1. Initiates or circulates a false report or warning of an alleged occurrence or impending occurrence of a fire, explosion, or the release of a hazardous substance under circumstances in which it is not unlikely that public alarm or inconvenience will result;
2. Reports, by word or action, to any official or quasi-official agency or organization having the function of dealing with emergencies involving danger to life or property, an alleged occurrence or impending occurrence of a fire, explosion, or the release of a hazardous substance which did not in fact occur or does not in fact exist; or
3. Knowing the information reported, conveyed or circulated to be false or baseless and under circumstances in which it is likely public alarm or inconvenience will result, he or she initiates or circulates a report or warning of an alleged occurrence or an impending occurrence of a fire, an explosion, or the release of a hazardous substance upon any private premises.
Falsely reporting an incident in the second degree is a class E felony.

S 240.60 Falsely reporting an incident in the first degree.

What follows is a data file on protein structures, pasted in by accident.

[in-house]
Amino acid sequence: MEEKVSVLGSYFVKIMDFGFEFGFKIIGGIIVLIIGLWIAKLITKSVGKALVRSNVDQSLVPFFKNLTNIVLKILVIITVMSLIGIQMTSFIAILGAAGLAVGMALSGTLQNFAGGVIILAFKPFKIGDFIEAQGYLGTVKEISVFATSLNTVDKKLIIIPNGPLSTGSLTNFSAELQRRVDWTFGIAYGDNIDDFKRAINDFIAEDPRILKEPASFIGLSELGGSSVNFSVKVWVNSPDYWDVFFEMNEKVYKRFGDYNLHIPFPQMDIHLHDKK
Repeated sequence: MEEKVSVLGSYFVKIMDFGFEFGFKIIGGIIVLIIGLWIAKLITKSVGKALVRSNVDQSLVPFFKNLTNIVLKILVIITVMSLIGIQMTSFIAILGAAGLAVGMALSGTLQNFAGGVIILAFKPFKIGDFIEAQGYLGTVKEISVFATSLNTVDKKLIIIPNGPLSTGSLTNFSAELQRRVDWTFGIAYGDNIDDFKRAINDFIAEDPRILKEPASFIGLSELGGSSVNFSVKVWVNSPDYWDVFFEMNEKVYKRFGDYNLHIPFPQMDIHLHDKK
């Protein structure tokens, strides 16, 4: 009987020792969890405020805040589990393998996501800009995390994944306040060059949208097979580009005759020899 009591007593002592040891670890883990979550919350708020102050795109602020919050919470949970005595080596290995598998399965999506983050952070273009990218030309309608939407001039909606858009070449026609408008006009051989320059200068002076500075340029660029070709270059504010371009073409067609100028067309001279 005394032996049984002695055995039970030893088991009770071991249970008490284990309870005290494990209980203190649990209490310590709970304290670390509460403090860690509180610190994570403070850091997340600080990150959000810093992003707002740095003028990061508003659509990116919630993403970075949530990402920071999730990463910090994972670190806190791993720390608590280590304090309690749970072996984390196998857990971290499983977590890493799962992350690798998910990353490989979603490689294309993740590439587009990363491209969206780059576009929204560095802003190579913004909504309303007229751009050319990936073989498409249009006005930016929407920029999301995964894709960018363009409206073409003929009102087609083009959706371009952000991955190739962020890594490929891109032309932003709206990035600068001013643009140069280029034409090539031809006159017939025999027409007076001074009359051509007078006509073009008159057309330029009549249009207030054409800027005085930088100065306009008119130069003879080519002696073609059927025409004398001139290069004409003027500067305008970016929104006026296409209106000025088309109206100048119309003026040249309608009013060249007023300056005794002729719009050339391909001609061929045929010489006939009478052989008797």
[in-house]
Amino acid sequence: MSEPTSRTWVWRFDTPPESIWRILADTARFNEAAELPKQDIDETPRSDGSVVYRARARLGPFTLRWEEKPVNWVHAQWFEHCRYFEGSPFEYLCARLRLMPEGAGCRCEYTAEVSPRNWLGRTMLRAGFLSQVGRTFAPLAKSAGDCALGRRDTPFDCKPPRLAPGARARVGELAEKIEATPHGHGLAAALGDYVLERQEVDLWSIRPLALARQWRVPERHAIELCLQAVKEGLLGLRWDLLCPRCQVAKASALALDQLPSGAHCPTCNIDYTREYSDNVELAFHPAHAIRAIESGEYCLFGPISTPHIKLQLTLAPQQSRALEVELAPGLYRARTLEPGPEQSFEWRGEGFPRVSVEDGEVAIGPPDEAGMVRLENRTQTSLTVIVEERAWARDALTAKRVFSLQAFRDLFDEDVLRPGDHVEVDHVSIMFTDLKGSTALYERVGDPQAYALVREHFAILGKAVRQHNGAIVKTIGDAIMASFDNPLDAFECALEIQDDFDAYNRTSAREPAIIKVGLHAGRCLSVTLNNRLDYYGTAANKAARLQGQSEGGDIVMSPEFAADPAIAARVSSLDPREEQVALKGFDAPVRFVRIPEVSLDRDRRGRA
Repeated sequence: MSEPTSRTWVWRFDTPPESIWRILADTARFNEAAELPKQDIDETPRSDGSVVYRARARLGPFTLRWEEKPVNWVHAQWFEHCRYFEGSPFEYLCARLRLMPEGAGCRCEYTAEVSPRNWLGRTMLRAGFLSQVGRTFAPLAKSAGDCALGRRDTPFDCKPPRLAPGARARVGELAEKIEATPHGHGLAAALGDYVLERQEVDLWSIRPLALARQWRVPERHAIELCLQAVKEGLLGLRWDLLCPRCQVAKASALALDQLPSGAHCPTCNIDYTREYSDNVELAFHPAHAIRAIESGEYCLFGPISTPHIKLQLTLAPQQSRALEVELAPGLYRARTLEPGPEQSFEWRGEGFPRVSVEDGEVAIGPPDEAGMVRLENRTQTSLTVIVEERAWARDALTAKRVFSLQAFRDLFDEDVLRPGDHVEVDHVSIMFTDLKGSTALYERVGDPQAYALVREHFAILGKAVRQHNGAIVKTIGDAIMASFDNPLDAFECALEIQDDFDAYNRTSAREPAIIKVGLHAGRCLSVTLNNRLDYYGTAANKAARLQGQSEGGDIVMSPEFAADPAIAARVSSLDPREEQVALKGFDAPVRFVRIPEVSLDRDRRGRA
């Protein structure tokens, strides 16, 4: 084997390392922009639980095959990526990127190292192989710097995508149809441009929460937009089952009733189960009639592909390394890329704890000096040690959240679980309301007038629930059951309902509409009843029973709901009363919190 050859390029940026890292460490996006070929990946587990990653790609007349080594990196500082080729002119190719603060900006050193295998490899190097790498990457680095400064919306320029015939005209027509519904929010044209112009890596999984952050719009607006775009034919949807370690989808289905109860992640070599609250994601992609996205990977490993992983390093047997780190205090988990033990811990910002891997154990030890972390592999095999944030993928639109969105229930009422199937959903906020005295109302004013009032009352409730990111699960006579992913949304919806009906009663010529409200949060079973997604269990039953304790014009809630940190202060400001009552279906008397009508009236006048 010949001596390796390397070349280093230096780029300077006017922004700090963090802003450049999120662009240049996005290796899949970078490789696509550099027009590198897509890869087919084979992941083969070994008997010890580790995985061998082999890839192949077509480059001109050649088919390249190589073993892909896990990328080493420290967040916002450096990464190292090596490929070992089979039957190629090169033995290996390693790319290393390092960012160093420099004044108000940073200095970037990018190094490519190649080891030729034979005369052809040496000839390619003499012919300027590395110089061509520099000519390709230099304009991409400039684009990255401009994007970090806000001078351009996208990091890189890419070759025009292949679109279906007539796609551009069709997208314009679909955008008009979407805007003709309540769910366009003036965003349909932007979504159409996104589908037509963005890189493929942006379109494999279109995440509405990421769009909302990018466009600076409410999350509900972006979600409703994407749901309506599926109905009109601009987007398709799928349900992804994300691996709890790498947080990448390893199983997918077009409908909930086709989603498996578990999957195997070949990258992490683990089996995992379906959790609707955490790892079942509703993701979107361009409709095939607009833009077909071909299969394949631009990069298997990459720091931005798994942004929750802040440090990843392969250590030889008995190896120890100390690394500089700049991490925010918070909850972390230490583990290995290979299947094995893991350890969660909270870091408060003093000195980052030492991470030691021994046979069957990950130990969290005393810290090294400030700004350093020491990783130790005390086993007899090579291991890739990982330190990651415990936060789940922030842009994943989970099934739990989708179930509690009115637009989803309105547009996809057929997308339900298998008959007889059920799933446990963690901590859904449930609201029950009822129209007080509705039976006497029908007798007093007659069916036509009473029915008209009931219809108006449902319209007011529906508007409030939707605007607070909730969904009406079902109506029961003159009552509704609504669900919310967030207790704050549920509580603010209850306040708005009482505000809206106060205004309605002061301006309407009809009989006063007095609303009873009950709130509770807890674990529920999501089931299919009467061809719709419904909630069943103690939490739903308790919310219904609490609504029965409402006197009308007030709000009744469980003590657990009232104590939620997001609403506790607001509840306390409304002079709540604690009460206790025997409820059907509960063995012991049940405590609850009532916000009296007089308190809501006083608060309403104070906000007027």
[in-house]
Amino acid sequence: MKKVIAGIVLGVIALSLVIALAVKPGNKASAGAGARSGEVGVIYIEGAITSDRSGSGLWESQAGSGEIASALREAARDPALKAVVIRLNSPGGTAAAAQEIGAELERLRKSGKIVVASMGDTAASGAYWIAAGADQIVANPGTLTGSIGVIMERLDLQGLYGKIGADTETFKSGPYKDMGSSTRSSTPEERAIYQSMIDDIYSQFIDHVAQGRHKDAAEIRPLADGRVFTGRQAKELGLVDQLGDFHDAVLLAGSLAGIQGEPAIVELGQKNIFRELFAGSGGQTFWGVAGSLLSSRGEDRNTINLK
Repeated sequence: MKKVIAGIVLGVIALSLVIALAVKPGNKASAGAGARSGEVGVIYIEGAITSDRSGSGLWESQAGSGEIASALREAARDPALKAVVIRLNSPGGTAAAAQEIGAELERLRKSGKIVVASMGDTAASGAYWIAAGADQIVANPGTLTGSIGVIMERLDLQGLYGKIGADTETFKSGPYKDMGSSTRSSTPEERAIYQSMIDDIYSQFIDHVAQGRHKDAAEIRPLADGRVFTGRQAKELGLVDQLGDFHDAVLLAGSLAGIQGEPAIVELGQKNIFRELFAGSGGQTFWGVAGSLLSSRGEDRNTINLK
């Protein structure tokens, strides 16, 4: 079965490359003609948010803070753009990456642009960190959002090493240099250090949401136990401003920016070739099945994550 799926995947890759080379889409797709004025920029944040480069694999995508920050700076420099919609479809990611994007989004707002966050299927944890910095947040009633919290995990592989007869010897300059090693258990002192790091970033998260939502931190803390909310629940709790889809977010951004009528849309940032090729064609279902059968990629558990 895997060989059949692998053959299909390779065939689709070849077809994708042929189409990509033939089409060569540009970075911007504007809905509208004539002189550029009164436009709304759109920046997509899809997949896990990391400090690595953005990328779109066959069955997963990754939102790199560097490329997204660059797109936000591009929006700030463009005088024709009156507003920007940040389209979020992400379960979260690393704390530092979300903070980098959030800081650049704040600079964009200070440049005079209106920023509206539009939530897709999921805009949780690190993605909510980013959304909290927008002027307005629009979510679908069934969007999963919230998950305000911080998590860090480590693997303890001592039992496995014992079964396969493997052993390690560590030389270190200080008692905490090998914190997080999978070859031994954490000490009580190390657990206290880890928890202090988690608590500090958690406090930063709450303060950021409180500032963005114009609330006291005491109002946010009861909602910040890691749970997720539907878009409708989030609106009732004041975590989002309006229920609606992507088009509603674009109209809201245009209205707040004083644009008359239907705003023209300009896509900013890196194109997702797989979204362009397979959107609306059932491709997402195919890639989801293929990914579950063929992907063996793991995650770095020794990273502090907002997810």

A person is guilty of falsely reporting an incident in the first degree when he:
1. commits the crime of falsely reporting an incident in the second degree as defined in section 240.55 of this article, and has previously been convicted of that crime; or
2. commits the crime of falsely reporting an incident in the third degree as defined in subdivisions one and two of section 240.50 of this article or falsely reporting an incident in the second degree as defined in subdivisions one and two of section 240.55 of this article and another person who is an employee or member of any official or quasi-official agency having the function of dealing with emergencies involving danger to life or property; or who is a volunteer firefighter with a fire department, fire company, or any unit thereof as defined in the volunteer firefighters` benefit law; or who is a volunteer ambulance worker with a volunteer ambulance corporation or any unit thereof as defined in the volunteer ambulance workers` benefit law suffers serious physical injury or is killed in the performance of his or her official duties in traveling to or working at or returning to a firehouse, police station, quarters or other base facility from the location identified in such report; or